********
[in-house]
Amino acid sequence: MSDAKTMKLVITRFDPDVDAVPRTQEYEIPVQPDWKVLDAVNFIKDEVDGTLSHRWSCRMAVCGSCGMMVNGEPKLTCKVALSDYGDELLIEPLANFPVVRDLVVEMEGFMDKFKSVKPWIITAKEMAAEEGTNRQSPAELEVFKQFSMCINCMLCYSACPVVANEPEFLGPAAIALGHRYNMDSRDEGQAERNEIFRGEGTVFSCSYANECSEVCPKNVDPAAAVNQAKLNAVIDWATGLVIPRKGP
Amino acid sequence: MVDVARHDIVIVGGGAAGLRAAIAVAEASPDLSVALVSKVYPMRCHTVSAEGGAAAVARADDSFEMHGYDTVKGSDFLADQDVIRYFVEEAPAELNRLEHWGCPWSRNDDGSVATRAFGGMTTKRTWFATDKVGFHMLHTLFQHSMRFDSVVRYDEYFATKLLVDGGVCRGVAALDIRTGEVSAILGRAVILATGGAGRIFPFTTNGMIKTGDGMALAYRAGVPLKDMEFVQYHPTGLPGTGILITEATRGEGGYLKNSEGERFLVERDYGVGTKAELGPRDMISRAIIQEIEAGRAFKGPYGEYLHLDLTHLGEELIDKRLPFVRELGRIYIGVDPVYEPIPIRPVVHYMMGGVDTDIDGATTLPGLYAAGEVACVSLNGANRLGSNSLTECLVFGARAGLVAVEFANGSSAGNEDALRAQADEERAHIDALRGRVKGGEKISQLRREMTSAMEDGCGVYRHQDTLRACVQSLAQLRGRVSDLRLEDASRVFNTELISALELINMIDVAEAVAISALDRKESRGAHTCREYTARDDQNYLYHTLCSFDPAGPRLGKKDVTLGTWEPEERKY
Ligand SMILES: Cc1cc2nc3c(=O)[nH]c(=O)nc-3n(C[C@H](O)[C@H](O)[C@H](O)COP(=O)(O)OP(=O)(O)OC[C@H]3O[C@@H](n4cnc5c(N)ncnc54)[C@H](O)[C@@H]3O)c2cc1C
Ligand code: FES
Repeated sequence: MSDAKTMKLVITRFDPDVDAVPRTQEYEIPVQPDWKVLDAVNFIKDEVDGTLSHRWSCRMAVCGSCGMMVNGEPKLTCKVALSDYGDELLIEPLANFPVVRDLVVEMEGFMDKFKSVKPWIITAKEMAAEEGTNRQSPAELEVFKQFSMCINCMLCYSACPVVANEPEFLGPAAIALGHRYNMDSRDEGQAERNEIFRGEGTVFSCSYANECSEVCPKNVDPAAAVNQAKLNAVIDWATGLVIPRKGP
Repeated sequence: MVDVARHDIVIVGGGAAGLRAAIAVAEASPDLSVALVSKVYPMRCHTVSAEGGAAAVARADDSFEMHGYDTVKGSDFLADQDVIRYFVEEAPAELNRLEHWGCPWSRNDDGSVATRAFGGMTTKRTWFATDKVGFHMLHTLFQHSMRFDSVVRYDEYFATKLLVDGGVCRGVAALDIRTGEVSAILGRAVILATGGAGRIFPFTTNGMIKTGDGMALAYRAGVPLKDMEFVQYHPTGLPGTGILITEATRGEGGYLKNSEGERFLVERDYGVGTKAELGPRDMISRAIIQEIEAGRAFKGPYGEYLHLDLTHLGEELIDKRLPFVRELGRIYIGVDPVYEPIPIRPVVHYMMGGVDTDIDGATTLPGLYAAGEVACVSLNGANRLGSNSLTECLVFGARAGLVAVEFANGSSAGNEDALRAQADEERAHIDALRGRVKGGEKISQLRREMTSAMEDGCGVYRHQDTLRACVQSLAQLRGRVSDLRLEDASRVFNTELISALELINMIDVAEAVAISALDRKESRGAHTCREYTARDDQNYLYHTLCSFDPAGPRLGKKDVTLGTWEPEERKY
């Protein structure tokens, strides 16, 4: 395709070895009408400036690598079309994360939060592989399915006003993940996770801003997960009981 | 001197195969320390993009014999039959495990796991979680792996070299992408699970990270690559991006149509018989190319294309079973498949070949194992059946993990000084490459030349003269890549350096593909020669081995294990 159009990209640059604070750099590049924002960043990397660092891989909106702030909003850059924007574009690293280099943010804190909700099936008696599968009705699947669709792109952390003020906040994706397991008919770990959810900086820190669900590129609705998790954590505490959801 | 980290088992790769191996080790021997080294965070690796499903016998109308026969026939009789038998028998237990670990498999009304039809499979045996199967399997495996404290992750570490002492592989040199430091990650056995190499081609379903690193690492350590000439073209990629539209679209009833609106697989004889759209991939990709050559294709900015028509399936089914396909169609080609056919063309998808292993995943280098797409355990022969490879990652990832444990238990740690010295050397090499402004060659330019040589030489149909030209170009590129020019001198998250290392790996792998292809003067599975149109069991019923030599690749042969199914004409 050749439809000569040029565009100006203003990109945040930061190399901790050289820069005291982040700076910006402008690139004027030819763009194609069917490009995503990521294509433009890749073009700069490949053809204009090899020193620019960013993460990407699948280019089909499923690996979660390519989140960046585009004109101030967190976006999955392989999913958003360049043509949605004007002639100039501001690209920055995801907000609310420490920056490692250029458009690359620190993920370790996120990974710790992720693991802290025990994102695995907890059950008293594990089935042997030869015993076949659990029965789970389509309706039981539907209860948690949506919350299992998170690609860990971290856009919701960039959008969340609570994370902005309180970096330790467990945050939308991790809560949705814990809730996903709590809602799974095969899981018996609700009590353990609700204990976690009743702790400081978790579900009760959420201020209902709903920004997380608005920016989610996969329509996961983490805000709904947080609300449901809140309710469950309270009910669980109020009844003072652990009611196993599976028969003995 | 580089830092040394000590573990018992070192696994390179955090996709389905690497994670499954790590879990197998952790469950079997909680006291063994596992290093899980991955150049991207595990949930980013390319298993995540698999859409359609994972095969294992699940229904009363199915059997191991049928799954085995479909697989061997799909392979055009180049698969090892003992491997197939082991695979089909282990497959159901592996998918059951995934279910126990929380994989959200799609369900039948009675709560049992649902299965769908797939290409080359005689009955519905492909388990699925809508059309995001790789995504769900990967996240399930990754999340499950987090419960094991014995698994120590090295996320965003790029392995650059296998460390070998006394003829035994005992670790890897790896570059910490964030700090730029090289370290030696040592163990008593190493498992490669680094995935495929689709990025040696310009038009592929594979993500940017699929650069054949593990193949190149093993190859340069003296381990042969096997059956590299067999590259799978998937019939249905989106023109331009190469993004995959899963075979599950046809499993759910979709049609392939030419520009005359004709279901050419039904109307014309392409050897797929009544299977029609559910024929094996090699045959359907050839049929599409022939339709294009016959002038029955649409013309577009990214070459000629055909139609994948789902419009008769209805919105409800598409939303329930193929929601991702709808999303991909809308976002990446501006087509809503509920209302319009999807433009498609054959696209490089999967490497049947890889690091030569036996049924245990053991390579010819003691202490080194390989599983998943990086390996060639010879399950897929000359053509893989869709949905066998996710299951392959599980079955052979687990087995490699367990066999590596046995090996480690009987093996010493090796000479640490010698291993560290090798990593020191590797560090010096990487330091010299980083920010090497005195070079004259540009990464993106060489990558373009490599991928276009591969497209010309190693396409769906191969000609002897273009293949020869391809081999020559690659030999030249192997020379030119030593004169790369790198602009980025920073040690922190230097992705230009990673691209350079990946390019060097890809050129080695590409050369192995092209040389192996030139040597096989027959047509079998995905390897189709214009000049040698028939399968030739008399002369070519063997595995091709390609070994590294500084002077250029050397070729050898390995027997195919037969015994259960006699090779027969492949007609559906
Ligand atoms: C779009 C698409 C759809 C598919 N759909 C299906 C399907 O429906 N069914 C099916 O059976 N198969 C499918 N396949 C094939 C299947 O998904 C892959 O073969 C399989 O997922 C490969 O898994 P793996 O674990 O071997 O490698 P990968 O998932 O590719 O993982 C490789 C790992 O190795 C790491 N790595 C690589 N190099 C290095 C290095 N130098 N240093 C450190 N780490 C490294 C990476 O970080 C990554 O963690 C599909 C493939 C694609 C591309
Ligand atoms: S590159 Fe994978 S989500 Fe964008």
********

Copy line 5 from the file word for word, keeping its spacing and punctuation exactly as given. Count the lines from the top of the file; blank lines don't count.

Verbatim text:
Ligand code: FES